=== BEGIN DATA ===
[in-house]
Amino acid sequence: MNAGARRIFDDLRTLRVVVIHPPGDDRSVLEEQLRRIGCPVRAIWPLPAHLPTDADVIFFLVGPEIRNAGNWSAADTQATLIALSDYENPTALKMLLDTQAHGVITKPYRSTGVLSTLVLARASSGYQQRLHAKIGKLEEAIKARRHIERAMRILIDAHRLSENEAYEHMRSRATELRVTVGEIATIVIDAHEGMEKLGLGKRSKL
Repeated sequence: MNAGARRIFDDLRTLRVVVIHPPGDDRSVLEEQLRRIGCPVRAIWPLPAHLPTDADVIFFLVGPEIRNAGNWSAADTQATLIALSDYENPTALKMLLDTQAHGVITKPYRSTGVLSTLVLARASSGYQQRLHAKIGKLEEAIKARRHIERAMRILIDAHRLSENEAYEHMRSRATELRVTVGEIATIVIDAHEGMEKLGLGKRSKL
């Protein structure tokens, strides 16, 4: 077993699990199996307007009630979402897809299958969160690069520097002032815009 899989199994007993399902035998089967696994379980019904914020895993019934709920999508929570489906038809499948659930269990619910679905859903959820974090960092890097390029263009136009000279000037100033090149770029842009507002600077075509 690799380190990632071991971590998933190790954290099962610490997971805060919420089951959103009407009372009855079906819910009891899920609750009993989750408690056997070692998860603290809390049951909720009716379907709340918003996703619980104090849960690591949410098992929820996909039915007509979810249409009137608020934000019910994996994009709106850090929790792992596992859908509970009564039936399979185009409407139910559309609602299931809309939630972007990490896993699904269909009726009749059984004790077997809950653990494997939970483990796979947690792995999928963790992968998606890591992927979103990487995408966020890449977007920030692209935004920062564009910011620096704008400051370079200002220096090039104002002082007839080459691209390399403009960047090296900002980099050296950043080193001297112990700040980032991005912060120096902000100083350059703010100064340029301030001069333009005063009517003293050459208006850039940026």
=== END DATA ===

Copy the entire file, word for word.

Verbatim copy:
[in-house]
Amino acid sequence: MNAGARRIFDDLRTLRVVVIHPPGDDRSVLEEQLRRIGCPVRAIWPLPAHLPTDADVIFFLVGPEIRNAGNWSAADTQATLIALSDYENPTALKMLLDTQAHGVITKPYRSTGVLSTLVLARASSGYQQRLHAKIGKLEEAIKARRHIERAMRILIDAHRLSENEAYEHMRSRATELRVTVGEIATIVIDAHEGMEKLGLGKRSKL
Repeated sequence: MNAGARRIFDDLRTLRVVVIHPPGDDRSVLEEQLRRIGCPVRAIWPLPAHLPTDADVIFFLVGPEIRNAGNWSAADTQATLIALSDYENPTALKMLLDTQAHGVITKPYRSTGVLSTLVLARASSGYQQRLHAKIGKLEEAIKARRHIERAMRILIDAHRLSENEAYEHMRSRATELRVTVGEIATIVIDAHEGMEKLGLGKRSKL
């Protein structure tokens, strides 16, 4: 077993699990199996307007009630979402897809299958969160690069520097002032815009 899989199994007993399902035998089967696994379980019904914020895993019934709920999508929570489906038809499948659930269990619910679905859903959820974090960092890097390029263009136009000279000037100033090149770029842009507002600077075509 690799380190990632071991971590998933190790954290099962610490997971805060919420089951959103009407009372009855079906819910009891899920609750009993989750408690056997070692998860603290809390049951909720009716379907709340918003996703619980104090849960690591949410098992929820996909039915007509979810249409009137608020934000019910994996994009709106850090929790792992596992859908509970009564039936399979185009409407139910559309609602299931809309939630972007990490896993699904269909009726009749059984004790077997809950653990494997939970483990796979947690792995999928963790992968998606890591992927979103990487995408966020890449977007920030692209935004920062564009910011620096704008400051370079200002220096090039104002002082007839080459691209390399403009960047090296900002980099050296950043080193001297112990700040980032991005912060120096902000100083350059703010100064340029301030001069333009005063009517003293050459208006850039940026």